Wednesday, August 29, 2018

'The Bookshop': Keep Calm And Smile Along

Reading is fundamental  


One of my greatest pleasures is going on vacation and finding a local bookstore; hunting down something appropriate to read, maybe from the store's curated "local reads" section. You can learn a lot of about a place via its bookstores--or lack thereof.

Isabel Coixet's The Bookshop, based on the novel by Penelope Fitzgerald, centers on just such a bookshop in the small English seaside town of Hardborough, Suffolk, in 1959. Florence Green (Emily Mortimer) is a war widow who decides to buy an old house that has been sitting empty in the town for years, to live in and open a bookshop, partly in tribute to her husband, who shared her intense love of reading.

It's a simple enough dream, but the small town has its objections, particularly from wealthy matriarch Violet Gamart (Patrica Clarkson), who, once that old house is no longer available, decides is the perfect place for a town "art center."

Florence's most devoted customer turns out to be the town's aging recluse, Mr. Brundish (Bill Nighy) who spends most of his days sitting in his drafty mansion, reading "biographies about good people, and novels about nasty people." He detests most of the town, but takes a liking to Florence, especially after she introduces him to the works of Ray Bradbury, as well as a controversial new novel called Lolita.

Mortimer's Florence appears mousy and bookish, but she's no wallflower, fighting, as best she can, for what she wants. Nighy's Mr. Brandish is an odd bird, intense and averse to eye contact, but also blunt. Their scenes together vibrate with what goes unsaid.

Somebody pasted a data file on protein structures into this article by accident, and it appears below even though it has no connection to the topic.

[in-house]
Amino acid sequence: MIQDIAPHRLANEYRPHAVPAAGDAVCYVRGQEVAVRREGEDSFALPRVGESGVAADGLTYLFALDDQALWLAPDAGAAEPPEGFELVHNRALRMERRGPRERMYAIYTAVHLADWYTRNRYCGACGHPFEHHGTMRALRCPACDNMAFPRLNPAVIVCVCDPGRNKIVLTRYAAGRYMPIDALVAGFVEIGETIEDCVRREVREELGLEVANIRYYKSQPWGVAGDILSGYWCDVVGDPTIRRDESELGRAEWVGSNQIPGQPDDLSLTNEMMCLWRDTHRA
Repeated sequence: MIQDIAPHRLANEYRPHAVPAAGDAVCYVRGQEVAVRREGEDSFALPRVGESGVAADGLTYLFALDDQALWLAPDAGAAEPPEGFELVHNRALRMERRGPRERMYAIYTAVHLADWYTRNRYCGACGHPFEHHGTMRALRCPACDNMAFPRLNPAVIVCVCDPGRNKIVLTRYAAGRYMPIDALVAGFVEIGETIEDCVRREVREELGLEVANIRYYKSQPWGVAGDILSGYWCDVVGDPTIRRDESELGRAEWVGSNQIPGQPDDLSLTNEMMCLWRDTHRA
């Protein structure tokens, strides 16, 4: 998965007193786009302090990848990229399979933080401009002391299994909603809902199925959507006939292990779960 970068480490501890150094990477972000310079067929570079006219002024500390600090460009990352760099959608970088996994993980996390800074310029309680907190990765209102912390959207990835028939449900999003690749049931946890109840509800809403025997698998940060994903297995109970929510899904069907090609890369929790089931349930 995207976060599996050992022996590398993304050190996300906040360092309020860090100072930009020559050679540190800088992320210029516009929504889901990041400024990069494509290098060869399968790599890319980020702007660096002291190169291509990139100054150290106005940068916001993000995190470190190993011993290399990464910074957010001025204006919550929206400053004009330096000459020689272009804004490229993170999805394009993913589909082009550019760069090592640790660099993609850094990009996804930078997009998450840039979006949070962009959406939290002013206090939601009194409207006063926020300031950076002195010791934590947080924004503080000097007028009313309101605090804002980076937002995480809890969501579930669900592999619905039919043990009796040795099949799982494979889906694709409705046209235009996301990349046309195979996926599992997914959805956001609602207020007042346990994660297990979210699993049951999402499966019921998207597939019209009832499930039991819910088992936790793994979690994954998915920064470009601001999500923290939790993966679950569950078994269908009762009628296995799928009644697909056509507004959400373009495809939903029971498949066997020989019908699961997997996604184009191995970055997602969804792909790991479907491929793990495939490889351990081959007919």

The Bookshop is classically British, from its salty seaside characters, to its fireplaces and knit shawls, and especially to how the central conflict between Florence and Violet simmers under the surface, behind polite words and smiles. The two only meet one face-to-face once, so their feud is inflamed through the aid of lawyers, bankers, and neighbors.

While that conflict provides the film's drama, the film's small joys come in seeing Florence open that shop, and, with after-school help from young neighbor Christine (Honor Kneafsey), stocking the shelves with classics and new discoveries, relishing the smells of old books and the colorful covers of new releases.

I recently watched four seasons of The Great British Baking Show in the course of two weeks, and at first was perplexed by my addiction to it, since I don't like cooking shows, and am in no way an Anglophile. But then I realized I was hooked because it was so soothing, with its peaceful, English countryside setting, band of Brits who support each other while also competing, and occasional shots of young lambs eating ivy.

The Bookshop broke that fantasy, reminding me there's no such thing as a country filled with nothing but nice people doing nice things for each other, and that vengeful bitterness can simmer under the most sincere of smiles.


The Bookshop is currently playing the Bay Area at San Francisco's Clay, the Albany Twin and the Smith Rafael Film Center.

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